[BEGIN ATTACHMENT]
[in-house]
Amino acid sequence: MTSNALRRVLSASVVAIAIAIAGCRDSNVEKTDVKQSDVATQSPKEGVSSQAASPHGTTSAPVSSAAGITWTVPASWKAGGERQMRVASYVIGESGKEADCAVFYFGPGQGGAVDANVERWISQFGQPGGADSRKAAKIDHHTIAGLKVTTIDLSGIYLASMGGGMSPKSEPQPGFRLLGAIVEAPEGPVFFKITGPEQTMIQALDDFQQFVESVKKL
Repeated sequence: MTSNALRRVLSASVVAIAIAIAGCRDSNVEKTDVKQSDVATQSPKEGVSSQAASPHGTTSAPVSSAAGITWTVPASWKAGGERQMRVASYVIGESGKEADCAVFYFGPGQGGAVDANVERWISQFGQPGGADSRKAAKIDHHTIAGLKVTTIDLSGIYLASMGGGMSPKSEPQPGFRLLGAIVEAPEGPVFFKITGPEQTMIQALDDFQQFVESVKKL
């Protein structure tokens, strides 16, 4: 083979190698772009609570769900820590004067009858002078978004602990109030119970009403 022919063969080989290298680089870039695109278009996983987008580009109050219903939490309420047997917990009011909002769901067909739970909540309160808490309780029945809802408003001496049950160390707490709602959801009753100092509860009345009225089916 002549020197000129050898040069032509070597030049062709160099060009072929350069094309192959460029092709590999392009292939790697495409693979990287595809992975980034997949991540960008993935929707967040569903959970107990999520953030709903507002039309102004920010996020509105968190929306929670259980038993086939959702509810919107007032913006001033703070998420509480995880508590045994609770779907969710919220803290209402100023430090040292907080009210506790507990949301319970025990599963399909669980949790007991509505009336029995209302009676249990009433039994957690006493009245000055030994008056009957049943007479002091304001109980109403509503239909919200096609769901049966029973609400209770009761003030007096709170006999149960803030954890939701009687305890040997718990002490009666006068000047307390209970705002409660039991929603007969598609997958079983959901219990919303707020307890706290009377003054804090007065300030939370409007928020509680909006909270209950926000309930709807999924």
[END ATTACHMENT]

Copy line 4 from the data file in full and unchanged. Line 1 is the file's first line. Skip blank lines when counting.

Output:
């Protein structure tokens, strides 16, 4: 083979190698772009609570769900820590004067009858002078978004602990109030119970009403 022919063969080989290298680089870039695109278009996983987008580009109050219903939490309420047997917990009011909002769901067909739970909540309160808490309780029945809802408003001496049950160390707490709602959801009753100092509860009345009225089916 002549020197000129050898040069032509070597030049062709160099060009072929350069094309192959460029092709590999392009292939790697495409693979990287595809992975980034997949991540960008993935929707967040569903959970107990999520953030709903507002039309102004920010996020509105968190929306929670259980038993086939959702509810919107007032913006001033703070998420509480995880508590045994609770779907969710919220803290209402100023430090040292907080009210506790507990949301319970025990599963399909669980949790007991509505009336029995209302009676249990009433039994957690006493009245000055030994008056009957049943007479002091304001109980109403509503239909919200096609769901049966029973609400209770009761003030007096709170006999149960803030954890939701009687305890040997718990002490009666006068000047307390209970705002409660039991929603007969598609997958079983959901219990919303707020307890706290009377003054804090007065300030939370409007928020509680909006909270209950926000309930709807999924």